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February 2020

Glimpses of spring light

January is a time of year for promises and resolutions. February is perhaps a month for reckoning – asking ourselves why we’re already slipping back on those commitments. This cold, hard month can be a bit of a reality check.

However, when the lights no longer go on at 4.30pm, we know spring is on its way. We find things to look forward to – holidays, things to do when the weather improves. These simple plans show how important it is to look forward to better times, to live in hope that good things are on their way.

This is what the church year is doing right now. Christmas is an explosion of light, colour and sound and, even though decorations get put away early in January, the song of the angels keeps ringing in our ears – good news for all. The message is simple and clear – God has come among us, and remains with us.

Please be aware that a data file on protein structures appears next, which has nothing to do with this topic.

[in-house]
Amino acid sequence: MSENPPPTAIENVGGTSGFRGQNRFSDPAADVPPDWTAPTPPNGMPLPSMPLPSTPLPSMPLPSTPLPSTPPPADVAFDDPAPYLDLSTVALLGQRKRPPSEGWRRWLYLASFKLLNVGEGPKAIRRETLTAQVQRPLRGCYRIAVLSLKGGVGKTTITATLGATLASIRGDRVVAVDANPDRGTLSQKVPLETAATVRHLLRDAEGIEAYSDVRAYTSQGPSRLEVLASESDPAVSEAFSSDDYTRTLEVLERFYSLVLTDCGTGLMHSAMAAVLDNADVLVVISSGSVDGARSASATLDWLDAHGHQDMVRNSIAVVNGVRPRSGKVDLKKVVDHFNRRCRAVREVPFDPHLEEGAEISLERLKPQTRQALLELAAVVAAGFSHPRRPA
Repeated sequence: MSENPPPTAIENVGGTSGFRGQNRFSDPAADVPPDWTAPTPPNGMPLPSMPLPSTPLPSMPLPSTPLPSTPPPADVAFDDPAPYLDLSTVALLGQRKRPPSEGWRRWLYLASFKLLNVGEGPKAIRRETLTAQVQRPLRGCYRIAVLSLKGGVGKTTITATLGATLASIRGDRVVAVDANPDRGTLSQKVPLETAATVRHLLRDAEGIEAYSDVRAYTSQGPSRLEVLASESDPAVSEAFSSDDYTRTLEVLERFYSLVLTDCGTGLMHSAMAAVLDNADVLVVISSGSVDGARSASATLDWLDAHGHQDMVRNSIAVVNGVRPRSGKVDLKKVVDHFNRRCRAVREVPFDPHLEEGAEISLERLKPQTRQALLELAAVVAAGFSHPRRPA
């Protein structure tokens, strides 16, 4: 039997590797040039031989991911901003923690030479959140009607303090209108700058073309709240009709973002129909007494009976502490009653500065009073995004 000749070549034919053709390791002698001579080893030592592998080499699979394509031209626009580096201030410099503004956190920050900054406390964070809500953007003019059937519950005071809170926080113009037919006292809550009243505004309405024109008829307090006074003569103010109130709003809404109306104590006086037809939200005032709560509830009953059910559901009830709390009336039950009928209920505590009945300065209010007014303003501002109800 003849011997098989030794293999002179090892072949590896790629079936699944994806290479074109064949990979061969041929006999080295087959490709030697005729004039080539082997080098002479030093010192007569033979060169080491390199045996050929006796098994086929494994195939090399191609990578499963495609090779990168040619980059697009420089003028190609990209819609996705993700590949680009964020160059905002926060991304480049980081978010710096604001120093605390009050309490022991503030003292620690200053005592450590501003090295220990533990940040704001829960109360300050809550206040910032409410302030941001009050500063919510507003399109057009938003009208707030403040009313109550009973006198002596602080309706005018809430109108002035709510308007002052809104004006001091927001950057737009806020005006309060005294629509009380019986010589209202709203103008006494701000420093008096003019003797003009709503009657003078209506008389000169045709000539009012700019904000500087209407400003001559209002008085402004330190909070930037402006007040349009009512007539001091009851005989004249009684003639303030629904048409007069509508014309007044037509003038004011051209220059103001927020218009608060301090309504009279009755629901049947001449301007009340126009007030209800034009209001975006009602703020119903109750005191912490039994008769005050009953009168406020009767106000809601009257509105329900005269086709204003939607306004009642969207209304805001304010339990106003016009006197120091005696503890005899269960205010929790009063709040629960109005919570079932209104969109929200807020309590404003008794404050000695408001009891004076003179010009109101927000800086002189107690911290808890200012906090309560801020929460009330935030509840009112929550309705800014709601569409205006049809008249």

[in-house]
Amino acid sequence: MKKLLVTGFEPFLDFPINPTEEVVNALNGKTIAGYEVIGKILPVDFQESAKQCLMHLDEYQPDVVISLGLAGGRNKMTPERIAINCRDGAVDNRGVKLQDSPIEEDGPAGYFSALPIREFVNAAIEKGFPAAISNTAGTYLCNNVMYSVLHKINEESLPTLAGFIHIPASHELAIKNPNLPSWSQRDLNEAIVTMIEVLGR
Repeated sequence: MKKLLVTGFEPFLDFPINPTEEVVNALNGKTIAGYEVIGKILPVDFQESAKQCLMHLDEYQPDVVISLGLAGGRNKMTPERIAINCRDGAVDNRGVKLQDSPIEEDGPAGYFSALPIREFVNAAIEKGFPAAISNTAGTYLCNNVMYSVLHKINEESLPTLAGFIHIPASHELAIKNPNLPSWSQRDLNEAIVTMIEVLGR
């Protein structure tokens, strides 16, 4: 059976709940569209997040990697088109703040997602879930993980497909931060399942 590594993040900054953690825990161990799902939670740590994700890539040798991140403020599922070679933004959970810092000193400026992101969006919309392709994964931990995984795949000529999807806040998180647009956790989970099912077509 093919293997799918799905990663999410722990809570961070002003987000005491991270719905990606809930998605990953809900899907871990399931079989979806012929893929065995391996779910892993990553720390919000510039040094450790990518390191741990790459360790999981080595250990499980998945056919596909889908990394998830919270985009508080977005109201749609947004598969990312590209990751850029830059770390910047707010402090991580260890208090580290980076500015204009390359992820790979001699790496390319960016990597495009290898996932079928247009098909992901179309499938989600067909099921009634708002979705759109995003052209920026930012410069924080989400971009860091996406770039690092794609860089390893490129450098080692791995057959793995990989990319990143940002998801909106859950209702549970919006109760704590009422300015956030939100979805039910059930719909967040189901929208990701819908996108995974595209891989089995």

Hope lives on, long after the recycling lorry has carted away the Christmas wrapping paper. The stories of Epiphany are full of signs and wonders – stories such as the time Jesus turned water into wine at a wedding in Cana, and the moment when Jesus is himself baptised as an adult by his cousin John. When Jesus bursts out of the river water the sky above him is filled with God’s blessings, for him and for us all.

Yes, Lent is coming, a time of quiet, reflection, sometimes sadness. But even now in these dark days of winter we can see the light of Easter in every early glimpse of spring flowers magically appearing in foggy lanes.

Light in darkness – an idea as old as time, and yet a reminder that we live in a world where goodness prevails.

That isn’t just an uplifting message. There is some science behind it. The Gottman Institute has studied relationships for 50 years, discovering that people are generally happy if they have five times more positive experiences than negative ones. In passing, this research suggests that in general people are content with life, because on balance more good things happen than bad things. We are perhaps more generous, caring, helpful people than the daily news would suggest.

If that glimpse of hope isn’t enough to cheer the winter blues, what is?

Revd Preb John Lees, Associate Priest

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